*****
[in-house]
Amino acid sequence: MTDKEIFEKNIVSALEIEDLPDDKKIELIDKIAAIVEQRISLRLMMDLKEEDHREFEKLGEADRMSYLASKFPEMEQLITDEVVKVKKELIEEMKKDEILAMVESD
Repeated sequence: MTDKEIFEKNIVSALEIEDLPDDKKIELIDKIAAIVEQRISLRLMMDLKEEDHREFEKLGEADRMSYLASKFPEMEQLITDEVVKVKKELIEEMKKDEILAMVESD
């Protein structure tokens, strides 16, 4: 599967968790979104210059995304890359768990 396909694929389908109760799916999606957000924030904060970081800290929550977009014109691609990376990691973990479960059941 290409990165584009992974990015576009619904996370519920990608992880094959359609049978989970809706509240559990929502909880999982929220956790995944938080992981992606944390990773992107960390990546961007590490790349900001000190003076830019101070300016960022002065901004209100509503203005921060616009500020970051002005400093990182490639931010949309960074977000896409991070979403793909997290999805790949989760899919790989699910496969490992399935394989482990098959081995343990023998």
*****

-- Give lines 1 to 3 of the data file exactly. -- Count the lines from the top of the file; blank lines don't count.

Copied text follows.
[in-house]
Amino acid sequence: MTDKEIFEKNIVSALEIEDLPDDKKIELIDKIAAIVEQRISLRLMMDLKEEDHREFEKLGEADRMSYLASKFPEMEQLITDEVVKVKKELIEEMKKDEILAMVESD
Repeated sequence: MTDKEIFEKNIVSALEIEDLPDDKKIELIDKIAAIVEQRISLRLMMDLKEEDHREFEKLGEADRMSYLASKFPEMEQLITDEVVKVKKELIEEMKKDEILAMVESD